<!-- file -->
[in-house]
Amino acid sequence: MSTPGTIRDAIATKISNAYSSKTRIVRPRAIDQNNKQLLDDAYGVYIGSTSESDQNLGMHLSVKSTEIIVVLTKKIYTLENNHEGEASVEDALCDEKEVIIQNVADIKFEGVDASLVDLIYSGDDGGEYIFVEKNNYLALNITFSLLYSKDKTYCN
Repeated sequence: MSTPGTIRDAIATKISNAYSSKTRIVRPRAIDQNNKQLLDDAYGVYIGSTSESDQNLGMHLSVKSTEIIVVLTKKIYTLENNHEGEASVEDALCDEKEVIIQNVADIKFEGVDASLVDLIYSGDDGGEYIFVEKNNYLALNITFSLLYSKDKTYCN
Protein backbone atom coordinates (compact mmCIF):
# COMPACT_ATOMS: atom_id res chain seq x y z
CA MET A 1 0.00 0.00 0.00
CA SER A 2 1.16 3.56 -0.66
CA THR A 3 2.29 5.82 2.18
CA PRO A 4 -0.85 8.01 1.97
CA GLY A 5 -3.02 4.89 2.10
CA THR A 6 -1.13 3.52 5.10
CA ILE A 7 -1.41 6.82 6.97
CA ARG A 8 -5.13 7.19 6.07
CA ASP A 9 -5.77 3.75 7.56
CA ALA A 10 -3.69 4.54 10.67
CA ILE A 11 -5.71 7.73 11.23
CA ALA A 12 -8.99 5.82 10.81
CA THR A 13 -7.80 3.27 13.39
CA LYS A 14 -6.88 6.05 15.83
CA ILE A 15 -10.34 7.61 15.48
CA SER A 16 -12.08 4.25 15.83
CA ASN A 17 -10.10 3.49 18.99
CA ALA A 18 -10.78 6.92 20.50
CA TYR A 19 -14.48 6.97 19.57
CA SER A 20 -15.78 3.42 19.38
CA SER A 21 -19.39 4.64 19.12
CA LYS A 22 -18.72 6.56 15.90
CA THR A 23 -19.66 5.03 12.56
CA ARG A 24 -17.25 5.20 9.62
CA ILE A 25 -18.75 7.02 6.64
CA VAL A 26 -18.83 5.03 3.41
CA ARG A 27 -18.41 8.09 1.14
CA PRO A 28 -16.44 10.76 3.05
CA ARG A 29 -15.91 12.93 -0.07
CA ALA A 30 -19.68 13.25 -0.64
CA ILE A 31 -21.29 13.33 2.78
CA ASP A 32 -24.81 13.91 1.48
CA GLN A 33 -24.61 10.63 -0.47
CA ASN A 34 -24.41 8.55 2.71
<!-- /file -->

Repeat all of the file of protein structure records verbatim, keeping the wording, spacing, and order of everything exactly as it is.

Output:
[in-house]
Amino acid sequence: MSTPGTIRDAIATKISNAYSSKTRIVRPRAIDQNNKQLLDDAYGVYIGSTSESDQNLGMHLSVKSTEIIVVLTKKIYTLENNHEGEASVEDALCDEKEVIIQNVADIKFEGVDASLVDLIYSGDDGGEYIFVEKNNYLALNITFSLLYSKDKTYCN
Repeated sequence: MSTPGTIRDAIATKISNAYSSKTRIVRPRAIDQNNKQLLDDAYGVYIGSTSESDQNLGMHLSVKSTEIIVVLTKKIYTLENNHEGEASVEDALCDEKEVIIQNVADIKFEGVDASLVDLIYSGDDGGEYIFVEKNNYLALNITFSLLYSKDKTYCN
Protein backbone atom coordinates (compact mmCIF):
# COMPACT_ATOMS: atom_id res chain seq x y z
CA MET A 1 0.00 0.00 0.00
CA SER A 2 1.16 3.56 -0.66
CA THR A 3 2.29 5.82 2.18
CA PRO A 4 -0.85 8.01 1.97
CA GLY A 5 -3.02 4.89 2.10
CA THR A 6 -1.13 3.52 5.10
CA ILE A 7 -1.41 6.82 6.97
CA ARG A 8 -5.13 7.19 6.07
CA ASP A 9 -5.77 3.75 7.56
CA ALA A 10 -3.69 4.54 10.67
CA ILE A 11 -5.71 7.73 11.23
CA ALA A 12 -8.99 5.82 10.81
CA THR A 13 -7.80 3.27 13.39
CA LYS A 14 -6.88 6.05 15.83
CA ILE A 15 -10.34 7.61 15.48
CA SER A 16 -12.08 4.25 15.83
CA ASN A 17 -10.10 3.49 18.99
CA ALA A 18 -10.78 6.92 20.50
CA TYR A 19 -14.48 6.97 19.57
CA SER A 20 -15.78 3.42 19.38
CA SER A 21 -19.39 4.64 19.12
CA LYS A 22 -18.72 6.56 15.90
CA THR A 23 -19.66 5.03 12.56
CA ARG A 24 -17.25 5.20 9.62
CA ILE A 25 -18.75 7.02 6.64
CA VAL A 26 -18.83 5.03 3.41
CA ARG A 27 -18.41 8.09 1.14
CA PRO A 28 -16.44 10.76 3.05
CA ARG A 29 -15.91 12.93 -0.07
CA ALA A 30 -19.68 13.25 -0.64
CA ILE A 31 -21.29 13.33 2.78
CA ASP A 32 -24.81 13.91 1.48
CA GLN A 33 -24.61 10.63 -0.47
CA ASN A 34 -24.41 8.55 2.71